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Dealing with Unexpected Change

Dealing with unexpected change can be incredibly difficult. When things happen out of the blue, we can feel disoriented and destabilised, we can also feel shock and a sense that everything is out of place.

What can feel like an unexpected change for one person someone else might take in their stride. We all have different ideas about what is going to change and what is going to stay the same, having said that even changes that we anticipate can hit us in unexpected ways and make us feel discombobulated.

Since the Coronavirus came into our lives, now two years ago, we have all experienced the uncertainty of changing rules, new variants of the virus, and the question of when it will all end. Particularly at the beginning of the pandemic none of us knew what precautions we needed to take to stop the spread of the virus and how bad it would become. As time has gone on, we have grown accustomed to the rules changing and we understand that we need to check things out before we do them, we can’t just travel as we used to, we need to take tests and or quarantine.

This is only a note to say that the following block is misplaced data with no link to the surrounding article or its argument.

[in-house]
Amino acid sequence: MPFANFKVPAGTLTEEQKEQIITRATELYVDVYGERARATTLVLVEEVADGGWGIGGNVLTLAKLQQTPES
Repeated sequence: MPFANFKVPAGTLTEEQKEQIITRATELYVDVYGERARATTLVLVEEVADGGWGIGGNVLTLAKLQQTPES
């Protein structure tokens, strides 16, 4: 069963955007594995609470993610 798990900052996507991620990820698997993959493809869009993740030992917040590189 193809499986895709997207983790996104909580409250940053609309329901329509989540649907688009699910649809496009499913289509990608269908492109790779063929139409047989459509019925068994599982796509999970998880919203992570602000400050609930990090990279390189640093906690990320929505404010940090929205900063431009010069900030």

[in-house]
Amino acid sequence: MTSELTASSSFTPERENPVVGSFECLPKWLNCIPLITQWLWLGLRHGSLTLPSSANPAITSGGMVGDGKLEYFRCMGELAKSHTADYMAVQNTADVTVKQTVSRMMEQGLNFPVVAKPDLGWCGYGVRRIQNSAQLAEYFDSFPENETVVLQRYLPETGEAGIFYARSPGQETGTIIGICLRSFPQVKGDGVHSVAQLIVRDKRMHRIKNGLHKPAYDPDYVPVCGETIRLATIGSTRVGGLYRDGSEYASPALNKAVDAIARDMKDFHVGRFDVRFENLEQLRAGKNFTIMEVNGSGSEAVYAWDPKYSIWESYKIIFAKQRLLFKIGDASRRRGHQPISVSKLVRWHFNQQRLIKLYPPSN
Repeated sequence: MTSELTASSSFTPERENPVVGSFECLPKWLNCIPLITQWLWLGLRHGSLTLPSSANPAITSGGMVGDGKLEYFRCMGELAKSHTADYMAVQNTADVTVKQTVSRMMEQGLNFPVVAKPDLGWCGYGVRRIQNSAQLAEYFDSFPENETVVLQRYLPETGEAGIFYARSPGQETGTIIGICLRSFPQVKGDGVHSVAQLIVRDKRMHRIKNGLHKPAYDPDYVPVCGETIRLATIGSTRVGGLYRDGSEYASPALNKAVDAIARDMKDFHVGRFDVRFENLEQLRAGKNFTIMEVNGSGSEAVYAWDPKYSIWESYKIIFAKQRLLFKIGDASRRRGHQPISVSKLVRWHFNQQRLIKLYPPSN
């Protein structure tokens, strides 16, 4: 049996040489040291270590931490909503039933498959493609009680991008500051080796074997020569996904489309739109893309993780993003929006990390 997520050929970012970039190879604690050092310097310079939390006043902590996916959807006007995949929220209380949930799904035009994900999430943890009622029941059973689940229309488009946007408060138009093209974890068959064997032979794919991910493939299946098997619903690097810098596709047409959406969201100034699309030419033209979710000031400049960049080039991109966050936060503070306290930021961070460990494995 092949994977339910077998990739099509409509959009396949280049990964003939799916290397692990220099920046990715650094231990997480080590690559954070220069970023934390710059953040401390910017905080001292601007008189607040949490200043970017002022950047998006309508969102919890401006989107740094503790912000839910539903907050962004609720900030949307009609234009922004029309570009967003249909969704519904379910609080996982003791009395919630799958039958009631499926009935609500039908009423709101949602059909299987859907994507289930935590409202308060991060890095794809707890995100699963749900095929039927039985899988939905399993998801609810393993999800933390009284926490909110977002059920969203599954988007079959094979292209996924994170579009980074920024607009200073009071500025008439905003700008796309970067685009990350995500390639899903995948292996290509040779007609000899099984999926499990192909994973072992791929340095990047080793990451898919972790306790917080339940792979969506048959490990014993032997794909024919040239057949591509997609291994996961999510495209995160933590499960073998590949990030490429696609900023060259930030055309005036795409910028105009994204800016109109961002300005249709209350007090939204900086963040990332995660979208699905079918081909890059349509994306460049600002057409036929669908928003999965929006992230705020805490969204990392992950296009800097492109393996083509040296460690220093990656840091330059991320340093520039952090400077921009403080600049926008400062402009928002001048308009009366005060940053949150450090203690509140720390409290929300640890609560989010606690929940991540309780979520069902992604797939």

changing of the seasons

In the last few days, we have been told that we now need to wear masks again in shops and on public transport to stop the spread of a new variant. For some this will be nothing and they will just accept and adapt and move on. For others, who have perhaps felt we are coming out of the pandemic, this will feel like a backwards step and a change that they are unhappy to make. It will be a change that they will want to resist and feel resentful of.

Whatever unexpected changes might come our way to trip us up or make us feel off balance, there are things that we can do to support ourselves in dealing with and adapting to the change and how we feel about it.